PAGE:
WO2013188298A2 - Systems and methods for controlling dual modulation displays - Google Patents

Systems and methods for controlling dual modulation displays Download PDF

Info

Publication number
WO2013188298A2
WO2013188298A2 PCT/US2013/044988 US2013044988W WO2013188298A2 WO 2013188298 A2 WO2013188298 A2 WO 2013188298A2 US 2013044988 W US2013044988 W US 2013044988W WO 2013188298 A2 WO2013188298 A2 WO 2013188298A2
Authority
WO
WIPO (PCT)
Prior art keywords
image data
target image
control signals
backlight
display
Prior art date
Application number
PCT/US2013/044988
Other languages
French (fr)
Other versions
WO2013188298A3 (en
Inventor
Robin Atkins
Rabab K. Ward
Original Assignee
Dolby Laboratories Licensing Corporation
Priority date (The priority date is an assumption and is not a legal conclusion. Google has not performed a legal analysis and makes no representation as to the accuracy of the date listed.)
Filing date
Publication date
Priority to US201261660611P priority Critical
Priority to US61/660,611 priority
Application filed by Dolby Laboratories Licensing Corporation filed Critical Dolby Laboratories Licensing Corporation
Publication of WO2013188298A2 publication Critical patent/WO2013188298A2/en
Publication of WO2013188298A3 publication Critical patent/WO2013188298A3/en

Links

Classifications

    • BPERFORMING OPERATIONS; TRANSPORTING
    • B67OPENING, CLOSING OR CLEANING BOTTLES, JARS OR SIMILAR CONTAINERS; LIQUID HANDLING
    • B67DDISPENSING, DELIVERING OR TRANSFERRING LIQUIDS, NOT OTHERWISE PROVIDED FOR
    • B67D7/00Apparatus or devices for transferring liquids from bulk storage containers or reservoirs into vehicles or into portable containers, e.g. for retail sale purposes
    • B67D7/02Apparatus or devices for transferring liquids from bulk storage containers or reservoirs into vehicles or into portable containers, e.g. for retail sale purposes for transferring liquids other than fuel or lubricants
    • B67D7/0238Apparatus or devices for transferring liquids from bulk storage containers or reservoirs into vehicles or into portable containers, e.g. for retail sale purposes for transferring liquids other than fuel or lubricants utilising compressed air or other gas acting directly or indirectly on liquids in storage containers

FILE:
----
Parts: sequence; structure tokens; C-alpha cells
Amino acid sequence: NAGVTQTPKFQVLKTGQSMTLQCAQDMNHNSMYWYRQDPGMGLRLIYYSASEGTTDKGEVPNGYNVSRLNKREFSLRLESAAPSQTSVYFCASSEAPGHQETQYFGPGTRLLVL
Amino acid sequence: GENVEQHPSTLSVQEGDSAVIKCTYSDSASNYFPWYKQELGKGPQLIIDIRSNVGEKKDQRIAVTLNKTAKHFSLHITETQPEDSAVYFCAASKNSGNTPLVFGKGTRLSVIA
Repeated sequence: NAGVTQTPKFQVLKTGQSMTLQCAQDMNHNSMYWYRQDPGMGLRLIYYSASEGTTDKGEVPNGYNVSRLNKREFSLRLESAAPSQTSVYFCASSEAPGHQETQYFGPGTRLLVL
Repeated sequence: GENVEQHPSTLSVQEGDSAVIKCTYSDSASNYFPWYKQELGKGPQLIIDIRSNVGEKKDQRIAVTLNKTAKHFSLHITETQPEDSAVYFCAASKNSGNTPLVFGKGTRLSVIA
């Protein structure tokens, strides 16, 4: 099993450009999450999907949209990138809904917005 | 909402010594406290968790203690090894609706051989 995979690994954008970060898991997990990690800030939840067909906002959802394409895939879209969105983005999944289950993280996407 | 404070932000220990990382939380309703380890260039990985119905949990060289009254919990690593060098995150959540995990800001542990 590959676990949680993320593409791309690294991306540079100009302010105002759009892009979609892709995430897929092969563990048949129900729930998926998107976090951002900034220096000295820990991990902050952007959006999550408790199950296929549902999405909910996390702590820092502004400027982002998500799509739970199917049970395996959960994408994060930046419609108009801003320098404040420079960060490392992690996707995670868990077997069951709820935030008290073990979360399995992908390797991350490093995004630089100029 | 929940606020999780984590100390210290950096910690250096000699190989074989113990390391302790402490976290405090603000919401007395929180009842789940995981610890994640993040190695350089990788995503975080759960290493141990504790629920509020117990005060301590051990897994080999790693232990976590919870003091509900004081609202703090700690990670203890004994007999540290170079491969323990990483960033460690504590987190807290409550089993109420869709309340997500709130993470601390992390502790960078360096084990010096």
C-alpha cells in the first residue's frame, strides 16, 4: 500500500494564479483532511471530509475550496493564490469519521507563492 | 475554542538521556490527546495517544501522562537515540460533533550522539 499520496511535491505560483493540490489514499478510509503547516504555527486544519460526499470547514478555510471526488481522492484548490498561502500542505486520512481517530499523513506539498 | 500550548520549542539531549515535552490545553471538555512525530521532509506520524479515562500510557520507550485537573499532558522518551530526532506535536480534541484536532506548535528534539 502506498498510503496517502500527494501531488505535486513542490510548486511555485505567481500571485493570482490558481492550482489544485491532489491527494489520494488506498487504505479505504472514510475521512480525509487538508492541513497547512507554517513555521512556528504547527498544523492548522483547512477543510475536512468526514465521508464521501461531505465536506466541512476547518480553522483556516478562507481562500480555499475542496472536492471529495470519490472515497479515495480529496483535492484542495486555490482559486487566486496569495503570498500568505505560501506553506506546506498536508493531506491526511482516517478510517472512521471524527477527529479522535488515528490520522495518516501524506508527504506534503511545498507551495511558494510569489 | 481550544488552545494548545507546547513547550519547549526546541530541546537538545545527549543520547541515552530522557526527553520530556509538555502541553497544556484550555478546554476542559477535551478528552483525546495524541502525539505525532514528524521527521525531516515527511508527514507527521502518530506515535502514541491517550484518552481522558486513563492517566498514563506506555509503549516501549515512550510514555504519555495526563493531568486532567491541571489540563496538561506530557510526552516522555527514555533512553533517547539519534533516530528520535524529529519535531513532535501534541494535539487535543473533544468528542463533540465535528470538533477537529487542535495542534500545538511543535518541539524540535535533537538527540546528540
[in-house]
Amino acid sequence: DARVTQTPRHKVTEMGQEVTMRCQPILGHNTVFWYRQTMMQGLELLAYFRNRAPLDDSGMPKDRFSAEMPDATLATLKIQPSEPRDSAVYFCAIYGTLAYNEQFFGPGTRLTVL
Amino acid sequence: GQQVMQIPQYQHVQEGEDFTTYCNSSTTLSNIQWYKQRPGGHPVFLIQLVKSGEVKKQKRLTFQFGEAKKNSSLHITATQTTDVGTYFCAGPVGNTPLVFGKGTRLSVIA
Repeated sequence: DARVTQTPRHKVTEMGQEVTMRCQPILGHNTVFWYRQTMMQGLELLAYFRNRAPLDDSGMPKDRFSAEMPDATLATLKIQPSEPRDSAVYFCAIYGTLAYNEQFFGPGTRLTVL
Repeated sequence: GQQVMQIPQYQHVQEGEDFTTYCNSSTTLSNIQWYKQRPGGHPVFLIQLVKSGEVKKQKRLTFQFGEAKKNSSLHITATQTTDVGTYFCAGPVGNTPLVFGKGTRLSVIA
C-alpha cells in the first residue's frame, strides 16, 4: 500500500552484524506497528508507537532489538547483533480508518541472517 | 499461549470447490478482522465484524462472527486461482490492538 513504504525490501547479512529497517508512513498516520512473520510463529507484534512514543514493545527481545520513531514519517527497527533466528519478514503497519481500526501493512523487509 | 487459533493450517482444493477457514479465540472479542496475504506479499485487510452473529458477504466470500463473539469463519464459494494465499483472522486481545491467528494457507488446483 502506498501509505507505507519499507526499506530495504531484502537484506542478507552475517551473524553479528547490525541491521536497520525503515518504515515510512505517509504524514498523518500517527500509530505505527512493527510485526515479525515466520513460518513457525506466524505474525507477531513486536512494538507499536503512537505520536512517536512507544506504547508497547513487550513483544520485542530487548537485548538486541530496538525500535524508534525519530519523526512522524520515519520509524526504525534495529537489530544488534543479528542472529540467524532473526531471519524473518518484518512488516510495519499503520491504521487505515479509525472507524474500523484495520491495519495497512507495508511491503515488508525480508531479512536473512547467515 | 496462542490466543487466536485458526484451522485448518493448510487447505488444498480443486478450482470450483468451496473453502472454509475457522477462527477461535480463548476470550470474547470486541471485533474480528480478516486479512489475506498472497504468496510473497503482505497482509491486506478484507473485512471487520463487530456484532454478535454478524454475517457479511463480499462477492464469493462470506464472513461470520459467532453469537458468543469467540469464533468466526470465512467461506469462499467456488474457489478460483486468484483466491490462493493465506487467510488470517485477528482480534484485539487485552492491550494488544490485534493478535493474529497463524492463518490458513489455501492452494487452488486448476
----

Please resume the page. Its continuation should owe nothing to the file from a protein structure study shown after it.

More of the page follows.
• B67D7/0266Apparatus or devices for transferring liquids from bulk storage containers or reservoirs into vehicles or into portable containers, e.g. for retail sale purposes for transferring liquids other than fuel or lubricants utilising compressed air or other gas acting directly or indirectly on liquids in storage containers by gas acting directly on the liquid
    • BPERFORMING OPERATIONS; TRANSPORTING
    • B67OPENING, CLOSING OR CLEANING BOTTLES, JARS OR SIMILAR CONTAINERS; LIQUID HANDLING
    • B67DDISPENSING, DELIVERING OR TRANSFERRING LIQUIDS, NOT OTHERWISE PROVIDED FOR
    • B67D7/00Apparatus or devices for transferring liquids from bulk storage containers or reservoirs into vehicles or into portable containers, e.g. for retail sale purposes
    • B67D7/02Apparatus or devices for transferring liquids from bulk storage containers or reservoirs into vehicles or into portable containers, e.g. for retail sale purposes for transferring liquids other than fuel or lubricants
    • B67D7/0277Apparatus or devices for transferring liquids from bulk storage containers or reservoirs into vehicles or into portable containers, e.g. for retail sale purposes for transferring liquids other than fuel or lubricants using negative pressure
    • BPERFORMING OPERATIONS; TRANSPORTING
    • B67OPENING, CLOSING OR CLEANING BOTTLES, JARS OR SIMILAR CONTAINERS; LIQUID HANDLING
    • B67DDISPENSING, DELIVERING OR TRANSFERRING LIQUIDS, NOT OTHERWISE PROVIDED FOR
    • B67D7/00Apparatus or devices for transferring liquids from bulk storage containers or reservoirs into vehicles or into portable containers, e.g. for retail sale purposes
    • B67D7/06Details or accessories
    • B67D7/36Arrangements of flow- or pressure-control valves
    • GPHYSICS
    • G06COMPUTING; CALCULATING; COUNTING